Suppose $R$ to be a PID and let $M$ be a maximal ideal of $R$. It is well-known that the localization $R_M$ is a valuation ring. Furthermore, it is Noetherian. Then $R_M$ is a discrete valuation ring. Now, my question is the following: if we assume that $R_M$ is a DVR and $M$ is a maximal ideal of $R$, is it true that $R$ is a PID?

  • 2
    $\begingroup$ Even for noetherian domains the converse does not hold since there are Dedekind domains which are not PIDs. $\endgroup$
    – user26857
    Jul 6, 2021 at 16:26
  • $\begingroup$ To see some examples, take the ring of integers in a number field with class number $\neq 1$ (the class number is $1$ exactly when the ring of integers is a PID). In fact, there are only $9$ imaginary quadratic fields of class number $1$, and the rest give rise to non-PIDs. $\endgroup$ Jul 7, 2021 at 18:21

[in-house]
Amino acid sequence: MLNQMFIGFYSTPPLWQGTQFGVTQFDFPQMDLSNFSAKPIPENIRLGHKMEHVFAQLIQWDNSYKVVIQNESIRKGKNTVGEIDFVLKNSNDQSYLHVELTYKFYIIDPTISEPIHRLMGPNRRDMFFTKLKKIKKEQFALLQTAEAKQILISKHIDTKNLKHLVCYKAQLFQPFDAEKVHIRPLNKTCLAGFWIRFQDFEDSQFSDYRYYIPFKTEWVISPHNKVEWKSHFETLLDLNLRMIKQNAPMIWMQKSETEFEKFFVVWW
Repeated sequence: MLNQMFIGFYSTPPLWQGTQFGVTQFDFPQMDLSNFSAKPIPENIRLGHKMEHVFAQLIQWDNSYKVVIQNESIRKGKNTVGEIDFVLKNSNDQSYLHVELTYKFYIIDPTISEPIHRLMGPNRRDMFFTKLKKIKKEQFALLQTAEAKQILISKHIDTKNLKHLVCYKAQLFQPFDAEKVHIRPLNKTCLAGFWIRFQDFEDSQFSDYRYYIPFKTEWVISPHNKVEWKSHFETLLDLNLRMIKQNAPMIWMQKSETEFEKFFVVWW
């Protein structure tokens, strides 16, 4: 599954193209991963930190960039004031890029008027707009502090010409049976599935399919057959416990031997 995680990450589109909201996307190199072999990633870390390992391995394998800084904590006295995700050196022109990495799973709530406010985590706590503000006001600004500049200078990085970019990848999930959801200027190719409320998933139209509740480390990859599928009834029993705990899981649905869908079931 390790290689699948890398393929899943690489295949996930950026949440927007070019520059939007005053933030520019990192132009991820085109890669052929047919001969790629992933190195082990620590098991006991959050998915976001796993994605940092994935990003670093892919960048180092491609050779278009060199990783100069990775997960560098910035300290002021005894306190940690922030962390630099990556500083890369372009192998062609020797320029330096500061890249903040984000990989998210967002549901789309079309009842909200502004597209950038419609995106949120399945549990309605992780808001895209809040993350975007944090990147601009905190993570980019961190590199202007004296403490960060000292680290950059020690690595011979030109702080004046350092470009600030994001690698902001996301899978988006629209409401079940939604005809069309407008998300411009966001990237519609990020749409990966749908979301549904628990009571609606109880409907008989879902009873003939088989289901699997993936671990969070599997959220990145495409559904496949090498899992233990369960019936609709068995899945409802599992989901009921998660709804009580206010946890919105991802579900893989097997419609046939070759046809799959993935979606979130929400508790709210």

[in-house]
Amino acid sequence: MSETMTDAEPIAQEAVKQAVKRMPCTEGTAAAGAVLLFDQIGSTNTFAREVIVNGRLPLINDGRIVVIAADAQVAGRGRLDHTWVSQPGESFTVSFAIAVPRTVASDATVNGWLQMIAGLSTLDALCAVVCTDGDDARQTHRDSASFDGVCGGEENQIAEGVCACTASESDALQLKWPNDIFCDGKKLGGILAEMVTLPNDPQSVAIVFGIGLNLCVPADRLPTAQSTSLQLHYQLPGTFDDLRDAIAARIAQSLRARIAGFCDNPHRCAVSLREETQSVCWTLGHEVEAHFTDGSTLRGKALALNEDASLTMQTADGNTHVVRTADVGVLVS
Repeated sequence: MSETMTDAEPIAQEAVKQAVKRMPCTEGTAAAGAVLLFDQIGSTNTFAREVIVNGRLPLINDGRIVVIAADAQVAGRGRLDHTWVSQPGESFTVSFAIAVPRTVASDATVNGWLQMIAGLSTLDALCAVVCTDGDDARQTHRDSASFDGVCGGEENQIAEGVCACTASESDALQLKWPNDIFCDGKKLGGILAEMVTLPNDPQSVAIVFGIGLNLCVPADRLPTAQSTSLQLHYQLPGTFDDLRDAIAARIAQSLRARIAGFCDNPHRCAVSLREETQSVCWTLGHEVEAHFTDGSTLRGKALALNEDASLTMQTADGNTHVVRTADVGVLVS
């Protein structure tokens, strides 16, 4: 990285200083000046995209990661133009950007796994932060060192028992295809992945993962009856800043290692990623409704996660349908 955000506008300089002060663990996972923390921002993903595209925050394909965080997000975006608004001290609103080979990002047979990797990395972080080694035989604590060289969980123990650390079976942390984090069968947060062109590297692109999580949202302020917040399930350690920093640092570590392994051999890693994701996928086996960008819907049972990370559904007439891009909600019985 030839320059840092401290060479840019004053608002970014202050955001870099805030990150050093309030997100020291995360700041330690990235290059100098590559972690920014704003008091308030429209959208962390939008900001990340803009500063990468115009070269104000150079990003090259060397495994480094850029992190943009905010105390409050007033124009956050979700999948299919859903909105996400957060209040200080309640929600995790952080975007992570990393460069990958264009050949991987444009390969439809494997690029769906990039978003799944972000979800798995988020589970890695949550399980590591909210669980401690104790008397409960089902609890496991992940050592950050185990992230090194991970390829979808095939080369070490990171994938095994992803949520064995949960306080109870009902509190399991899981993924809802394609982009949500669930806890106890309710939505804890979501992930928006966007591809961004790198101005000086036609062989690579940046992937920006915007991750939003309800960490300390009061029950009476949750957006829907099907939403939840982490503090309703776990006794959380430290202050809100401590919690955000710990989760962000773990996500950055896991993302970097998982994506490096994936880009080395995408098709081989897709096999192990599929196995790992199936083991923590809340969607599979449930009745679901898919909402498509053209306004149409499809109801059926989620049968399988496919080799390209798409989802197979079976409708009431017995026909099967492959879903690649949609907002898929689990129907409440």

1 Answer 1


There's a type of ring called an almost Dedekind domain which is defined by the condition you are asking about, that the localization at every maximal ideal produces a DVR.

Now, there are almost Dedekind domains that aren't Dedekind (and hence certainly are not PIDs.) For example, the group ring $\mathbb Q[\mathbb Q]$ (using the underlying additive group of $\mathbb Q$, of course) is such an example, as given in

K. A. Loper. Almost Dedekind domains which are not Dedekind. (2006) Theorem 36 (item 2) p 291

As for almost Dedekind domains that are merely not PID's, one may add

  1. $\mathbb Z[\sqrt{-5}]$ and
  2. $\mathbb R[x,y]/(x^2+y^2-1)$

(Apologies for my earlier abortive answer. I vacillated halfway through and apparently forgot you were focused on DVR's.)


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